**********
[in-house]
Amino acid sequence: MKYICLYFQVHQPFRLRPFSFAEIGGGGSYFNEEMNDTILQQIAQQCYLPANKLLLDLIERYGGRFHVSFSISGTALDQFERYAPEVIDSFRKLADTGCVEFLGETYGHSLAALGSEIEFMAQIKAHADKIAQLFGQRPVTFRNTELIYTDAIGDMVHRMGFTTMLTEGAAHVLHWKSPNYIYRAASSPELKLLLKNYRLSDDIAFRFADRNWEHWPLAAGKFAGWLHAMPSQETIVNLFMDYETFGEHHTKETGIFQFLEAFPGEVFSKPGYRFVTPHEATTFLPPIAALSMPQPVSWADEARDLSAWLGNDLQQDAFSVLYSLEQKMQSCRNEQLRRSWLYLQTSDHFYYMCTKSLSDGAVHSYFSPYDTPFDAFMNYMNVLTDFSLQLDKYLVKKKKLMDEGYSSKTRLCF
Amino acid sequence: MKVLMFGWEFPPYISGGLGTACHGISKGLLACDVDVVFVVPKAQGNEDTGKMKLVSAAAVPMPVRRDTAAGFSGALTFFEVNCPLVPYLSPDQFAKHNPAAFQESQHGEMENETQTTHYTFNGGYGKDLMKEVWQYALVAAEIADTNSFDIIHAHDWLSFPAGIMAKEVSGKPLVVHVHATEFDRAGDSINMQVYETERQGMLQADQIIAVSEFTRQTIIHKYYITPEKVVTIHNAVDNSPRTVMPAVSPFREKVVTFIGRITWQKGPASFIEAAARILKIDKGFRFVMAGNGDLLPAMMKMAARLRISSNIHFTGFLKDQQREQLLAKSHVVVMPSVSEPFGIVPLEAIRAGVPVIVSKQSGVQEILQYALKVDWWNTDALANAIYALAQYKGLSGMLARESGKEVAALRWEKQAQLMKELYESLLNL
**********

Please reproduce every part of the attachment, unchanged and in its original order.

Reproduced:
[in-house]
Amino acid sequence: MKYICLYFQVHQPFRLRPFSFAEIGGGGSYFNEEMNDTILQQIAQQCYLPANKLLLDLIERYGGRFHVSFSISGTALDQFERYAPEVIDSFRKLADTGCVEFLGETYGHSLAALGSEIEFMAQIKAHADKIAQLFGQRPVTFRNTELIYTDAIGDMVHRMGFTTMLTEGAAHVLHWKSPNYIYRAASSPELKLLLKNYRLSDDIAFRFADRNWEHWPLAAGKFAGWLHAMPSQETIVNLFMDYETFGEHHTKETGIFQFLEAFPGEVFSKPGYRFVTPHEATTFLPPIAALSMPQPVSWADEARDLSAWLGNDLQQDAFSVLYSLEQKMQSCRNEQLRRSWLYLQTSDHFYYMCTKSLSDGAVHSYFSPYDTPFDAFMNYMNVLTDFSLQLDKYLVKKKKLMDEGYSSKTRLCF
Amino acid sequence: MKVLMFGWEFPPYISGGLGTACHGISKGLLACDVDVVFVVPKAQGNEDTGKMKLVSAAAVPMPVRRDTAAGFSGALTFFEVNCPLVPYLSPDQFAKHNPAAFQESQHGEMENETQTTHYTFNGGYGKDLMKEVWQYALVAAEIADTNSFDIIHAHDWLSFPAGIMAKEVSGKPLVVHVHATEFDRAGDSINMQVYETERQGMLQADQIIAVSEFTRQTIIHKYYITPEKVVTIHNAVDNSPRTVMPAVSPFREKVVTFIGRITWQKGPASFIEAAARILKIDKGFRFVMAGNGDLLPAMMKMAARLRISSNIHFTGFLKDQQREQLLAKSHVVVMPSVSEPFGIVPLEAIRAGVPVIVSKQSGVQEILQYALKVDWWNTDALANAIYALAQYKGLSGMLARESGKEVAALRWEKQAQLMKELYESLLNL